A barley powdery mildew fungus non-autonomous retrotransposon encodes a peptide that supports penetration success on barley

Mathias Nottensteiner, Bernd Zechmann, Christopher McCollum, Ralph Hückelhoven

Research output: Contribution to journalArticlepeer-review

30 Scopus citations

Abstract

Pathogens overcome plant immunity by means of secreted effectors. Host effector targets often act in pathogen defense, but might also support fungal accommodation or nutrition. The barley ROP GTPase HvRACB is involved in accommodation of fungal haustoria of the powdery mildew fungus Blumeria graminis f.sp. hordei (Bgh) in barley epidermal cells. We found that HvRACB interacts with the ROP-interactive peptide 1 (ROPIP1) that is encoded on the active non-long terminal repeat retroelement Eg-R1 of Bgh. Overexpression of ROPIP1 in barley epidermal cells and host-induced post-transcriptional gene silencing (HIGS) of ROPIP1 suggested that ROPIP1 is involved in virulence of Bgh. Bimolecular fluorescence complementation and co-localization supported that ROPIP1 can interact with activated HvRACB in planta. We show that ROPIP1 is expressed by Bgh on barley and translocated into the cytoplasm of infected barley cells. ROPIP1 is recruited to microtubules upon co-expression of MICROTUBULE ASSOCIATED ROP GTPase ACTIVATING PROTEIN (HvMAGAP1) and can destabilize cortical microtubules. The data suggest that Bgh ROPIP targets HvRACB and manipulates host cell microtubule organization for facilitated host cell entry. This points to a possible neo-functionalization of retroelement-derived transcripts for the evolution of a pathogen virulence effector.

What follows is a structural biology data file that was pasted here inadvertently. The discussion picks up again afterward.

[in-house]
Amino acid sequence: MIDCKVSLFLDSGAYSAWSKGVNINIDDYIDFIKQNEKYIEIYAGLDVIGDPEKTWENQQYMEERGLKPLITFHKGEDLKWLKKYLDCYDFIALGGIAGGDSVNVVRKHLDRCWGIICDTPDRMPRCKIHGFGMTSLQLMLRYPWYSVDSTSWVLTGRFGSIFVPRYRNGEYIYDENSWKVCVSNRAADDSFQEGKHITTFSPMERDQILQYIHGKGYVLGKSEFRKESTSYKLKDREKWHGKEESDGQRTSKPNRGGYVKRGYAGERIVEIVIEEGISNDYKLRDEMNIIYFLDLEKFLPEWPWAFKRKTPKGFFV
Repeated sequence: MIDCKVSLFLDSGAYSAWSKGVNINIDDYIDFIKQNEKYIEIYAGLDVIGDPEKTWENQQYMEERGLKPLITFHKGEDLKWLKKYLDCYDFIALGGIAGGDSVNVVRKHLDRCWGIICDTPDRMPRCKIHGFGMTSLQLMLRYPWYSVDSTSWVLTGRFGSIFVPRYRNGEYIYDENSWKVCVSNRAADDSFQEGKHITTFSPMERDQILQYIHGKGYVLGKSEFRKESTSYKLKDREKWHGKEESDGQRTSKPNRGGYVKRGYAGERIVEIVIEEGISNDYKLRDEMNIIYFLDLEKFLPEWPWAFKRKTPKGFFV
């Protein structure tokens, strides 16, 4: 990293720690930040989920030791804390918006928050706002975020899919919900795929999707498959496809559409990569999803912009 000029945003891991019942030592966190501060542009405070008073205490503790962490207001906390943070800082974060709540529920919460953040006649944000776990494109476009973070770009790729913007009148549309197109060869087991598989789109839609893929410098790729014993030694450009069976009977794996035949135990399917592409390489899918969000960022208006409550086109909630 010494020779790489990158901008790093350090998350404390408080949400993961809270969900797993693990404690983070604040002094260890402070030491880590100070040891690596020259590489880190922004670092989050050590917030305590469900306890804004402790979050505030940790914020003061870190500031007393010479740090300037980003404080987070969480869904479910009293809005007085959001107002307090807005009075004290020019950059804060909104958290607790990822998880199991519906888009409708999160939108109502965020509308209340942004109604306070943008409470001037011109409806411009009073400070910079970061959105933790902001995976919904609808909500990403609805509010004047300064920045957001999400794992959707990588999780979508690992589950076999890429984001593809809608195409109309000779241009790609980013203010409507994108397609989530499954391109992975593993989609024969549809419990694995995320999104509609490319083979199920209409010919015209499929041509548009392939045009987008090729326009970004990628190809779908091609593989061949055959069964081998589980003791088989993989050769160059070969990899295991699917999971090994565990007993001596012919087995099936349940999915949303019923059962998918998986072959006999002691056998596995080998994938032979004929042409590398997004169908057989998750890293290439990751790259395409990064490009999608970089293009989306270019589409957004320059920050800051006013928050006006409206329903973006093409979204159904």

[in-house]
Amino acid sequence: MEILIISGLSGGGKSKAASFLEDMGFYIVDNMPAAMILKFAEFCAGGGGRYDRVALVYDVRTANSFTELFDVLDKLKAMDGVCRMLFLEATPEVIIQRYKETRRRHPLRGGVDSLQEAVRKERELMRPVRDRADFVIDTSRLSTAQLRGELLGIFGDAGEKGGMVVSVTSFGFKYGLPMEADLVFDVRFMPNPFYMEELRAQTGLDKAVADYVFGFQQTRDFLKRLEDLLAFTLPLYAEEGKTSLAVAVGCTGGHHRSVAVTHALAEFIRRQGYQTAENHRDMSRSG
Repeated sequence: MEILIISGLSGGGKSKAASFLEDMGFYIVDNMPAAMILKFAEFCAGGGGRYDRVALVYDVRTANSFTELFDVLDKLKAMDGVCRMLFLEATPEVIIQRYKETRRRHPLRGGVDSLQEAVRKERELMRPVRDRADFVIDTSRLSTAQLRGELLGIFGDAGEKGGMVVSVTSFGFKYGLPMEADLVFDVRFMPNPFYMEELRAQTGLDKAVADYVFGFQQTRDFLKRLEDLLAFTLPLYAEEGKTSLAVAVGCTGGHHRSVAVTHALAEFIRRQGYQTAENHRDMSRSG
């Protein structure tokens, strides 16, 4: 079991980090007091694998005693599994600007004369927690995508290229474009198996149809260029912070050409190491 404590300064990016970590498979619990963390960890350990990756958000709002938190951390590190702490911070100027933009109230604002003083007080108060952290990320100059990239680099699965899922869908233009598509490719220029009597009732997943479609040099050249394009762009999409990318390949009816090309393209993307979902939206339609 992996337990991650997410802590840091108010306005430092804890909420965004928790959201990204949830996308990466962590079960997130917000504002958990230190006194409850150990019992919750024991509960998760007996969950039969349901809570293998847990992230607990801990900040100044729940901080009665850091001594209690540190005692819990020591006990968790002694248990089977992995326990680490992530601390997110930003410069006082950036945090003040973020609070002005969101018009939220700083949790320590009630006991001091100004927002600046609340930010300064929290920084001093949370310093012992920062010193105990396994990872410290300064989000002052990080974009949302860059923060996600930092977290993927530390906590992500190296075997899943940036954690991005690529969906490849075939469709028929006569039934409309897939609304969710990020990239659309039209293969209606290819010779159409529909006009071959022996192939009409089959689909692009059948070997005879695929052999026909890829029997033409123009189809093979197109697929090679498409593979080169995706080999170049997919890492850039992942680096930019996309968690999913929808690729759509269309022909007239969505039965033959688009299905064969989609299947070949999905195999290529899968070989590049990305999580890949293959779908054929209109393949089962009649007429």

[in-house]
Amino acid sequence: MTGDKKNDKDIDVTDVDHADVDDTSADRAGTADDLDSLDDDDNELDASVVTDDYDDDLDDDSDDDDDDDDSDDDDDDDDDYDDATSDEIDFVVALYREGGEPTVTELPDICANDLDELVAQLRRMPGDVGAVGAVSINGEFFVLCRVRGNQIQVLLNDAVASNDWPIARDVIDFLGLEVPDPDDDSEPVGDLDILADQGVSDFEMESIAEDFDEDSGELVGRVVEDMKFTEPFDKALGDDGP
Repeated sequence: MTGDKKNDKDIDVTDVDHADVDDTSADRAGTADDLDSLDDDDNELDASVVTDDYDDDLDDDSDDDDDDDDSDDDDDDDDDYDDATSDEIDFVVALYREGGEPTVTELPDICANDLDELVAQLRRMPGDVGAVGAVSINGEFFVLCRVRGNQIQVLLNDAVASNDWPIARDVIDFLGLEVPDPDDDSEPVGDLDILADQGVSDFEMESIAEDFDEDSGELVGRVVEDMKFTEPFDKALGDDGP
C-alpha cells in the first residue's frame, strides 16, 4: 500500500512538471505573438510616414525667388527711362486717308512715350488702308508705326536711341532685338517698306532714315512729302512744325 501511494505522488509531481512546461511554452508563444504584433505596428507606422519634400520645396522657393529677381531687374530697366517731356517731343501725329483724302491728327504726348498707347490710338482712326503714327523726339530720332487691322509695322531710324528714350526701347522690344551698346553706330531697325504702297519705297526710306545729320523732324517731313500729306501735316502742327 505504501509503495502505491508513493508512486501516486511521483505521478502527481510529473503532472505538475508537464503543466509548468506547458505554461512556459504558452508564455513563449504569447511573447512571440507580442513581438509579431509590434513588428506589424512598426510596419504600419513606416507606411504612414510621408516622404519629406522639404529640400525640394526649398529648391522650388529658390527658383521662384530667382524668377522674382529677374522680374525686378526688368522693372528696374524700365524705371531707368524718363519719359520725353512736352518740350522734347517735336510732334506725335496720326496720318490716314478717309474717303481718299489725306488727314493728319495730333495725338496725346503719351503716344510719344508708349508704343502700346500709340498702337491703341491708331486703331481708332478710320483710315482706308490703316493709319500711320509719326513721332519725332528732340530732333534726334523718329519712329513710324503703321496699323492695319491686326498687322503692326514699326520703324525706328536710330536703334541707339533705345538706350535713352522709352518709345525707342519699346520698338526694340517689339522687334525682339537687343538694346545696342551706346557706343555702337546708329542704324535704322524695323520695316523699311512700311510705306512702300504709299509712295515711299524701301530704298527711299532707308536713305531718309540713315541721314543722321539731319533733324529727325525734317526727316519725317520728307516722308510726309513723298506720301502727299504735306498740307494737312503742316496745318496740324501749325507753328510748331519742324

Original languageEnglish
Pages (from-to)3745-3758
Number of pages14
JournalJournal of Experimental Botany
Volume69
Issue number15
DOIs
StatePublished - 27 Jun 2018

Keywords

  • Blumeria graminis
  • Hordeum vulgare
  • ROP GTPase
  • effector-triggered susceptibility
  • microtubule
  • retrotransposon
  • susceptibility factor
  • virulence

Fingerprint

Dive into the research topics of 'A barley powdery mildew fungus non-autonomous retrotransposon encodes a peptide that supports penetration success on barley'. Together they form a unique fingerprint.

Cite this